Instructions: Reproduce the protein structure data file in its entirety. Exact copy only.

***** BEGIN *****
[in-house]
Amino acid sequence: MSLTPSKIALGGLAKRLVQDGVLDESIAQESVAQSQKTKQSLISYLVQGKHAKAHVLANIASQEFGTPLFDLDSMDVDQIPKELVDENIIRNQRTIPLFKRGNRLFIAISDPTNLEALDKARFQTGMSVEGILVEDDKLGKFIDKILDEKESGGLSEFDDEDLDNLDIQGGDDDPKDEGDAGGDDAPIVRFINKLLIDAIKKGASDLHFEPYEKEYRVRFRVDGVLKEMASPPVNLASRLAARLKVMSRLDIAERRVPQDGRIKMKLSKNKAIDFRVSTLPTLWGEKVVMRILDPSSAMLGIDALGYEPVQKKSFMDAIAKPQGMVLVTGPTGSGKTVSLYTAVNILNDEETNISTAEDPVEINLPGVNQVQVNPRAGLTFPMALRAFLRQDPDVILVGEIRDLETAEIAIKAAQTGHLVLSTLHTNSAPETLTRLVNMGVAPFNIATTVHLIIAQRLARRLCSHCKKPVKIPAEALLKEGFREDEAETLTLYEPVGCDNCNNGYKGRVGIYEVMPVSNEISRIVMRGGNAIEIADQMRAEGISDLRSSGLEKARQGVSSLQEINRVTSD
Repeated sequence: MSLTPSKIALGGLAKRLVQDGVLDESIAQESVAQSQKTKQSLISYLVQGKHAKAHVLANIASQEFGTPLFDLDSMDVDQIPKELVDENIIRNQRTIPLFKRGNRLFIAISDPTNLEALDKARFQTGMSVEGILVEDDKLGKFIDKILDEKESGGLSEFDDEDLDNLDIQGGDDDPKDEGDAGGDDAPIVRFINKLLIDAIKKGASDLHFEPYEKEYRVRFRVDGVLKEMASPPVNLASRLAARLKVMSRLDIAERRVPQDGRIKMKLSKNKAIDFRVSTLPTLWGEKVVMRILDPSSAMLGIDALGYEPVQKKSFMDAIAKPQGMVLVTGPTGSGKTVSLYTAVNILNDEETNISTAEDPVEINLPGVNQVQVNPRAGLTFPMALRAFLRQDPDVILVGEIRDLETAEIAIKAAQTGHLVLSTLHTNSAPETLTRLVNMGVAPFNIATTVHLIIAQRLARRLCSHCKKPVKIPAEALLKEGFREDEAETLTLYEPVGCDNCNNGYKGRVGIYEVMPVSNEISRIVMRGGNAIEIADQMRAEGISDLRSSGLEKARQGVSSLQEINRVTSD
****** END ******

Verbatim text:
[in-house]
Amino acid sequence: MSLTPSKIALGGLAKRLVQDGVLDESIAQESVAQSQKTKQSLISYLVQGKHAKAHVLANIASQEFGTPLFDLDSMDVDQIPKELVDENIIRNQRTIPLFKRGNRLFIAISDPTNLEALDKARFQTGMSVEGILVEDDKLGKFIDKILDEKESGGLSEFDDEDLDNLDIQGGDDDPKDEGDAGGDDAPIVRFINKLLIDAIKKGASDLHFEPYEKEYRVRFRVDGVLKEMASPPVNLASRLAARLKVMSRLDIAERRVPQDGRIKMKLSKNKAIDFRVSTLPTLWGEKVVMRILDPSSAMLGIDALGYEPVQKKSFMDAIAKPQGMVLVTGPTGSGKTVSLYTAVNILNDEETNISTAEDPVEINLPGVNQVQVNPRAGLTFPMALRAFLRQDPDVILVGEIRDLETAEIAIKAAQTGHLVLSTLHTNSAPETLTRLVNMGVAPFNIATTVHLIIAQRLARRLCSHCKKPVKIPAEALLKEGFREDEAETLTLYEPVGCDNCNNGYKGRVGIYEVMPVSNEISRIVMRGGNAIEIADQMRAEGISDLRSSGLEKARQGVSSLQEINRVTSD
Repeated sequence: MSLTPSKIALGGLAKRLVQDGVLDESIAQESVAQSQKTKQSLISYLVQGKHAKAHVLANIASQEFGTPLFDLDSMDVDQIPKELVDENIIRNQRTIPLFKRGNRLFIAISDPTNLEALDKARFQTGMSVEGILVEDDKLGKFIDKILDEKESGGLSEFDDEDLDNLDIQGGDDDPKDEGDAGGDDAPIVRFINKLLIDAIKKGASDLHFEPYEKEYRVRFRVDGVLKEMASPPVNLASRLAARLKVMSRLDIAERRVPQDGRIKMKLSKNKAIDFRVSTLPTLWGEKVVMRILDPSSAMLGIDALGYEPVQKKSFMDAIAKPQGMVLVTGPTGSGKTVSLYTAVNILNDEETNISTAEDPVEINLPGVNQVQVNPRAGLTFPMALRAFLRQDPDVILVGEIRDLETAEIAIKAAQTGHLVLSTLHTNSAPETLTRLVNMGVAPFNIATTVHLIIAQRLARRLCSHCKKPVKIPAEALLKEGFREDEAETLTLYEPVGCDNCNNGYKGRVGIYEVMPVSNEISRIVMRGGNAIEIADQMRAEGISDLRSSGLEKARQGVSSLQEINRVTSD